- “Commonplace movements or gestures” like the “basic waltz step” or “second position in classical ballet”
- “Short dance routines consisting of only a few movements or steps with minor linear or spatial variations, even if a routine is novel or distinctive.”
- “Functional physical movements,” even if they are “feats of physical skill or dexterity.”
Copyright infringement actions over dance routines or less common than many other types of expressive works, so there’s less authority to rely on. The most well-known copyright decision involves ownership of Martha Graham’s choreographic works. In that case, most of her choreography were found to be owned by the Martha Graham Center of Contemporary Dance as works for hire, a ruling that could be helpful to Freedia.
So although there is a possibility that the Milly Rock will be deemed insufficient for copyright protection. The complaint notes that his registration with the Copyright Office is pending, so we don’t yet know if he’ll have a presumption of validity from the Copyright Office. Although a copyright registration is statutory required to start an infringement lawsuit, federal courts in California follow the 9th Circuit’s “application” approach, meaning that he can file his lawsuit after submitting the appropriate materials to the Copyright Office, and before registration is granted (the Supreme Court has taken up the issue of whether this is sufficient, but even if the Supreme Court disagrees its ruling is unlikely to apply retroactively here).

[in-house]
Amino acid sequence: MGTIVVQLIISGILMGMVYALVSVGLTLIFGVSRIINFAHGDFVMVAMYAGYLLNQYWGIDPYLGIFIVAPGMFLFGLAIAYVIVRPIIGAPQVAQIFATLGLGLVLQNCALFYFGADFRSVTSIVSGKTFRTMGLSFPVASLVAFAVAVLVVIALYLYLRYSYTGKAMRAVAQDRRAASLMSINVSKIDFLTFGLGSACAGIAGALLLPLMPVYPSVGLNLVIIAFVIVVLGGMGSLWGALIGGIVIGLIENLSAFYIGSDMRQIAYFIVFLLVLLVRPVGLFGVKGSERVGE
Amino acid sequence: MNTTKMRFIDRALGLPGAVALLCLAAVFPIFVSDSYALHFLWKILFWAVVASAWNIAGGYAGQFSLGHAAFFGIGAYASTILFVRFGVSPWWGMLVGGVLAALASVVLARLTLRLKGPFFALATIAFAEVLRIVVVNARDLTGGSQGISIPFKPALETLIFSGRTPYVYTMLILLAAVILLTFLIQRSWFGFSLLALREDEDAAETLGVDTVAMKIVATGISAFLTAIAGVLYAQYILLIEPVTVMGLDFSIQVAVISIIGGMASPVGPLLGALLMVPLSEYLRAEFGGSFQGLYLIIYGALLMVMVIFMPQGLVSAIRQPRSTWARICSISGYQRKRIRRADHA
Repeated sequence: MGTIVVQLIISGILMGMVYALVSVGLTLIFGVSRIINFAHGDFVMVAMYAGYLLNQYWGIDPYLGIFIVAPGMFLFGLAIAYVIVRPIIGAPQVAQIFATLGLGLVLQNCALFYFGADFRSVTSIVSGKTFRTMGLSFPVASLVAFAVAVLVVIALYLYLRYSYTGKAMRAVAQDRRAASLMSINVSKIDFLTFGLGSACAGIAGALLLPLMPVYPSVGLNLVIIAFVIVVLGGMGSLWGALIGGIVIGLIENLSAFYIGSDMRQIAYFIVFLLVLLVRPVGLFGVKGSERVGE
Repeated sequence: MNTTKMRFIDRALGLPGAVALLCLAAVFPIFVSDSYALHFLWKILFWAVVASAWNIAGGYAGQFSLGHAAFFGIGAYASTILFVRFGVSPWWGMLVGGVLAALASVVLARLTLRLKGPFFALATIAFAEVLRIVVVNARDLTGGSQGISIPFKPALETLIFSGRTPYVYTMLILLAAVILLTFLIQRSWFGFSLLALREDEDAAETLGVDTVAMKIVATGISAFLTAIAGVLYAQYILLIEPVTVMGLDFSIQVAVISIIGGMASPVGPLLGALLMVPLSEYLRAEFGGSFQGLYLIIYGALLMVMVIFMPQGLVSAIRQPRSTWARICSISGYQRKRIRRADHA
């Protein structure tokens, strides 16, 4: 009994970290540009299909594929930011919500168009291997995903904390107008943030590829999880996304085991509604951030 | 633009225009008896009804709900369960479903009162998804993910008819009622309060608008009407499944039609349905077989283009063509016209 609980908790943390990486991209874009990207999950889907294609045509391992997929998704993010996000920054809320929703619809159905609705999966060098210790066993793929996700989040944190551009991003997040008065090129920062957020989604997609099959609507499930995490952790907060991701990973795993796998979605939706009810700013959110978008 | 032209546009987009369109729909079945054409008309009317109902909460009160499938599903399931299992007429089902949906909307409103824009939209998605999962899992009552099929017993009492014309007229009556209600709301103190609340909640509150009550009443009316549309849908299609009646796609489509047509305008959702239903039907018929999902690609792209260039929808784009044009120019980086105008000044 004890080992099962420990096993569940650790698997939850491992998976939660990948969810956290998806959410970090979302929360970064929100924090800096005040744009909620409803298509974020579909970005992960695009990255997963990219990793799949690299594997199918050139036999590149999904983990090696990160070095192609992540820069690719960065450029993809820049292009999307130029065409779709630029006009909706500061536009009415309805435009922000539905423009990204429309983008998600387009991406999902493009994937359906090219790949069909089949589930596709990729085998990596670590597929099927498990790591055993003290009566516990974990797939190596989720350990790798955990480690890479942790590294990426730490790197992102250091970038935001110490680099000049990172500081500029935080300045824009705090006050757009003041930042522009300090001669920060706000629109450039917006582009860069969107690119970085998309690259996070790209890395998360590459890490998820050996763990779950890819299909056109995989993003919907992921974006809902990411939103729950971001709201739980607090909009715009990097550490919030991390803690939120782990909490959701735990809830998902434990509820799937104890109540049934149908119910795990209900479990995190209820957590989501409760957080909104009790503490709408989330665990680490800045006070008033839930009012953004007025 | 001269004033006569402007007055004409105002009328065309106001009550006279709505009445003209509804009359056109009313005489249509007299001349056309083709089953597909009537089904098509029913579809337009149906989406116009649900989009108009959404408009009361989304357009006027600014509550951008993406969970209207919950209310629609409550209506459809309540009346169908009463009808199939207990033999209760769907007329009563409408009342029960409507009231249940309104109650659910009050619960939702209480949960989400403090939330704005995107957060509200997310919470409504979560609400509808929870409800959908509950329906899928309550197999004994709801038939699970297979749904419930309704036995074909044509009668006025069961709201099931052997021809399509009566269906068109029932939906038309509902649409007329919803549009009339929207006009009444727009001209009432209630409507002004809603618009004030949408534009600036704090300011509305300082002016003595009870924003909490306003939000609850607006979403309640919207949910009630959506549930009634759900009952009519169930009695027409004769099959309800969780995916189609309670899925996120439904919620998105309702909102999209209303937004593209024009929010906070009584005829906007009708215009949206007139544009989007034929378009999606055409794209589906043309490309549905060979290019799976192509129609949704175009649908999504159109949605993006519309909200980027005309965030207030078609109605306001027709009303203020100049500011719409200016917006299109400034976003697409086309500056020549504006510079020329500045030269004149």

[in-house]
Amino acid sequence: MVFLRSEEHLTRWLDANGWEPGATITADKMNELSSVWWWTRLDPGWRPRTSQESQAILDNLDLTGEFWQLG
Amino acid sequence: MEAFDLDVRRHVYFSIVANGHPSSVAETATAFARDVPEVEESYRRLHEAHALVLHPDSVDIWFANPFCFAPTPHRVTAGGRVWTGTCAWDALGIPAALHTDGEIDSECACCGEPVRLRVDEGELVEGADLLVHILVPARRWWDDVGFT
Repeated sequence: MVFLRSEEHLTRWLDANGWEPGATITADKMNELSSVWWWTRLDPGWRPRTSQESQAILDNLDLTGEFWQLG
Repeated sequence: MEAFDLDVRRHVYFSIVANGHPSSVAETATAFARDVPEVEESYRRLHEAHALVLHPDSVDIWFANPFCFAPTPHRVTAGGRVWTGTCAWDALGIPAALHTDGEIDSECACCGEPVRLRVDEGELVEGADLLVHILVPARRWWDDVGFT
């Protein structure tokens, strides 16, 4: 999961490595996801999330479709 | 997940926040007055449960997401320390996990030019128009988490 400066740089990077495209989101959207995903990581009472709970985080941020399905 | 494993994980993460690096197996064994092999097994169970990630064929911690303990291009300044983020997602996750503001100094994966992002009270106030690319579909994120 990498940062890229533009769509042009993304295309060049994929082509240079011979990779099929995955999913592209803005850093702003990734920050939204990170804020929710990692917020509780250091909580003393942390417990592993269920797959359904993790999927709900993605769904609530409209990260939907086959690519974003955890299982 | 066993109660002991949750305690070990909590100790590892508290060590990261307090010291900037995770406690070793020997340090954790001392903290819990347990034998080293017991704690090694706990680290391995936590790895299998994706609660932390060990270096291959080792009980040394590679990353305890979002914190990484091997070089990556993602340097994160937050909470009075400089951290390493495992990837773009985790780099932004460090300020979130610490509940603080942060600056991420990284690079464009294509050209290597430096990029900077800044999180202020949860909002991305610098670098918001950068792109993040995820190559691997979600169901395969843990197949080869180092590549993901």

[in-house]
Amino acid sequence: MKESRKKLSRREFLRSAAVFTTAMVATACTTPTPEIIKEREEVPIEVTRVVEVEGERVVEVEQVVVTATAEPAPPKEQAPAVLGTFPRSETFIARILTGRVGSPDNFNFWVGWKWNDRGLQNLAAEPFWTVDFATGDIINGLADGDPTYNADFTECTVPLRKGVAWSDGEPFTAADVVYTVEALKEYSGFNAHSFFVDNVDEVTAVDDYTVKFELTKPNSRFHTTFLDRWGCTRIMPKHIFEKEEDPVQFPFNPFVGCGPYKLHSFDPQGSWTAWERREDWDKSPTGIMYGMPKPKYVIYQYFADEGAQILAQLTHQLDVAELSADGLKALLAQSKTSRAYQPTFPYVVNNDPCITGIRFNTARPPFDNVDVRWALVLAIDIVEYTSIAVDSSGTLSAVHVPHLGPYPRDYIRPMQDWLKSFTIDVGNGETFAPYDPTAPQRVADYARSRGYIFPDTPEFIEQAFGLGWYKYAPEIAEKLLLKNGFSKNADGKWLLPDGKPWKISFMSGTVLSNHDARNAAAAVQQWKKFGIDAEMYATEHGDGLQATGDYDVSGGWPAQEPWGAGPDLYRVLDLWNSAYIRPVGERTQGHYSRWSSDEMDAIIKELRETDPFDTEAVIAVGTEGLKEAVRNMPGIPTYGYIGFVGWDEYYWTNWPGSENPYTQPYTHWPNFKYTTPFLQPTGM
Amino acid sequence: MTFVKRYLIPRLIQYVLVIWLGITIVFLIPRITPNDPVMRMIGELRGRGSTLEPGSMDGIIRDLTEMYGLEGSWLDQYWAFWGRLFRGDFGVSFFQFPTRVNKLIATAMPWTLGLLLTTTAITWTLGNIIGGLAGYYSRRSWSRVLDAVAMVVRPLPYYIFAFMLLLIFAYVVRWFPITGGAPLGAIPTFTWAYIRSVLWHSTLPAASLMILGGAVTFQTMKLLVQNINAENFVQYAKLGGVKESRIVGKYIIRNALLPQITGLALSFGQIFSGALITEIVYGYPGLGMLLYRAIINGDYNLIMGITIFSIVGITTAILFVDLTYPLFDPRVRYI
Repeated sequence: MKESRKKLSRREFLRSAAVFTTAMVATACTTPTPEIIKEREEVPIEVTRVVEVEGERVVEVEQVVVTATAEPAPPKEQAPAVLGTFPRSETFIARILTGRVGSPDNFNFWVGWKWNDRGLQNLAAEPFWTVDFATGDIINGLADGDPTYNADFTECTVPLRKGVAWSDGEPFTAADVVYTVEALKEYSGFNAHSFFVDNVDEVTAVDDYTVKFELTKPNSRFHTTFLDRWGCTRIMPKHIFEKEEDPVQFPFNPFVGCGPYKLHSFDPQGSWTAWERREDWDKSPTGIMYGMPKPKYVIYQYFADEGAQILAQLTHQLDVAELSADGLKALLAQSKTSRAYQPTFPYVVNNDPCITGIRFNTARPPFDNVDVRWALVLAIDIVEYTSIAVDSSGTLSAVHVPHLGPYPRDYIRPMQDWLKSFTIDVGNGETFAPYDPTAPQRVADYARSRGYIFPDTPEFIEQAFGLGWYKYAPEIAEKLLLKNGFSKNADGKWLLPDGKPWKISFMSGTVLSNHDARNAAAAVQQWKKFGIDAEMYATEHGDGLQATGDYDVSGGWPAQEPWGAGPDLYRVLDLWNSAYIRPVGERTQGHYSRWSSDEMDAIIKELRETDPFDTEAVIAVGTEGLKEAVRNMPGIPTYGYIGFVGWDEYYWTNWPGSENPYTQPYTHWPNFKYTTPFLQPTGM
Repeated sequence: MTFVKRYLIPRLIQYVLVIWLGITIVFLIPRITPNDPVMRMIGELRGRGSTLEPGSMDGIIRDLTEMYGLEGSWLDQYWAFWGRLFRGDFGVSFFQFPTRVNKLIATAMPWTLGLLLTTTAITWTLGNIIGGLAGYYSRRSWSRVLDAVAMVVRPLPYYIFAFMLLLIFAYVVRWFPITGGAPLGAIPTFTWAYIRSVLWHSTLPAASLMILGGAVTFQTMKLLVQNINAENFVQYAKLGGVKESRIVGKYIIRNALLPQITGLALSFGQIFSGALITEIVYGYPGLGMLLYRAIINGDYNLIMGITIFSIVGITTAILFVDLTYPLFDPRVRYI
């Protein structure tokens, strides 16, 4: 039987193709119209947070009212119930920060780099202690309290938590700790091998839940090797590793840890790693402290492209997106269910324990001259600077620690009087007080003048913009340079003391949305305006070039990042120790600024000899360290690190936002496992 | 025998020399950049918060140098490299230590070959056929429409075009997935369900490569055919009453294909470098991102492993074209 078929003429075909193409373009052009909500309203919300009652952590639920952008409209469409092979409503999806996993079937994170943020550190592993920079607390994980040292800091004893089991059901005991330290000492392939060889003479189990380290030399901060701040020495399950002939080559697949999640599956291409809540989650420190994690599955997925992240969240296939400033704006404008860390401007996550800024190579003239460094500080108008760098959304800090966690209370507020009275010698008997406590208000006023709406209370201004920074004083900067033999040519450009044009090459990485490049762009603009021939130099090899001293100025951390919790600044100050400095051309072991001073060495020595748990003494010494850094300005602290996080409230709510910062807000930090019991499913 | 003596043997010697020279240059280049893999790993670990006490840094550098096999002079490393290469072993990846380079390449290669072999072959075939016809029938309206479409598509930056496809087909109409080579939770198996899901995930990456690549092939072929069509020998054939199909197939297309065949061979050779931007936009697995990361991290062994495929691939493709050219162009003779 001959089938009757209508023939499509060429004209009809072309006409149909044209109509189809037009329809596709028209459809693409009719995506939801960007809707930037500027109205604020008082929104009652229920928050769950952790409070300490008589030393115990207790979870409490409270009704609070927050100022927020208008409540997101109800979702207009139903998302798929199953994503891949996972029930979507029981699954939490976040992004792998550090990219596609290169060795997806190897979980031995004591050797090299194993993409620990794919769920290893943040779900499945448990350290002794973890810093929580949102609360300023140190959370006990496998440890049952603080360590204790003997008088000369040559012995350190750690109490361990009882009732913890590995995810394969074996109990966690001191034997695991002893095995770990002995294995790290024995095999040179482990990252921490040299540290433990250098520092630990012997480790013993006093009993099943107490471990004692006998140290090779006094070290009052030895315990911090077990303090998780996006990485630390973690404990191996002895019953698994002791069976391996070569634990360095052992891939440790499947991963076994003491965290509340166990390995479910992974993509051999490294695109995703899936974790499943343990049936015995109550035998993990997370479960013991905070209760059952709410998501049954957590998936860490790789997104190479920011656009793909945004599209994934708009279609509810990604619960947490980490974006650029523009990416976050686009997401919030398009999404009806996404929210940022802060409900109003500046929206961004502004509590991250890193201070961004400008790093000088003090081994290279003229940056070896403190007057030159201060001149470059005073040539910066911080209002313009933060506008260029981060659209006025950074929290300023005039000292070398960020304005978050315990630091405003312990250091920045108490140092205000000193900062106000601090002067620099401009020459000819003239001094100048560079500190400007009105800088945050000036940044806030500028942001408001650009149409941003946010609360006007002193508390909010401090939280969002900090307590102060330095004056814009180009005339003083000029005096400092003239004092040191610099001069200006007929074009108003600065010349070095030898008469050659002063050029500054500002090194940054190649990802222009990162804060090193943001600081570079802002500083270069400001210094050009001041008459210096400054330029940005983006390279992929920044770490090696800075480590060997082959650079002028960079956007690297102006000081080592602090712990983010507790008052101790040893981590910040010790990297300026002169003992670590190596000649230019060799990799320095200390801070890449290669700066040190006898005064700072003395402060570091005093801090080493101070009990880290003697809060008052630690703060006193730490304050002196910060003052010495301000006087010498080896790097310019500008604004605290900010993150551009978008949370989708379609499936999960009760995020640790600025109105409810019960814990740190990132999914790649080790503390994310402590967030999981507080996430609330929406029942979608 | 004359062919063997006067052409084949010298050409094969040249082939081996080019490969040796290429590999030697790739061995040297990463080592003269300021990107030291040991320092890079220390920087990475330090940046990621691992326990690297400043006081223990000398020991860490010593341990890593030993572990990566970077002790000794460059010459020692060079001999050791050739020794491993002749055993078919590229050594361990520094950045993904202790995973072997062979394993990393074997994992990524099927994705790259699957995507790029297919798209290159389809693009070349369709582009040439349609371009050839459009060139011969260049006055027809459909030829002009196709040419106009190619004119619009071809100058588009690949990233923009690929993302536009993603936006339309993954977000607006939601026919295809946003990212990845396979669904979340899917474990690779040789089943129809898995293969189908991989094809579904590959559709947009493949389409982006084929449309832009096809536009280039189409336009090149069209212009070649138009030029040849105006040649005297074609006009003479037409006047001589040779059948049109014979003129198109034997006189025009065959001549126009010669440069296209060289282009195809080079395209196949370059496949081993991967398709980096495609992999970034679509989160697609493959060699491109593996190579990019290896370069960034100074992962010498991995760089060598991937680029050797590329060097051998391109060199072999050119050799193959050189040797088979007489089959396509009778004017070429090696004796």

But there’s really more to the Milly Rock/Fortnite controversy than the copyright issues. Fortnite is one of the most popular video games ever. Its well-documented that its lifted dozens of dances from other sources, often as identical to the original source as possible except for the title. There are multiple side-by-side comparisons for on. Dances are directedly taken from “Carlton” and Will Smith’s dance from Fresh Prince of Bel-Air, Turk’s BellBivDevoe inspired moves in Scrubs, Jim Carrey in Dumb and Dumber, Snoop, Job’s chicken dance from Arrested Development, Gangnam Style, and many others made famous in viral videos and memes. It’s no secret that the video game manufacturer copies these dances, and it wouldn’t be credible for Epic Games to claim they were independently created. Some entertainers have accused Epic Games of culturally appropriating dances by people of color.
And all of that matters because, even though most of the lifted dances are probably not eligible for copyright protection, any kind of adverse ruling might open up floodgates. All it would take would be single ruling on a motion to dismiss allowing the copyright ruling to proceed. If 2 Milly or another mimicked performer convinces a judge that their dance might be protected by copyright, Epic Games might prefer to resolve the matter quickly and seek licenses where appropriate. I don’t know if that needs to happen, because there’s a good chance the Milly Rock is found to be unprotectable. But that doesn’t change the reality that an homage can often be a great risk.
Mark Jaffe is the managing partner at TorMark Law, where he advises creative companies on use of copyrights and trademarks, and he litigates copyright infringement matters on behalf of creative professionals. He is not associated with the Jaffe Rock (1:32). His son convinced him to create his own Fortnite profile and he’s still getting the hang of it.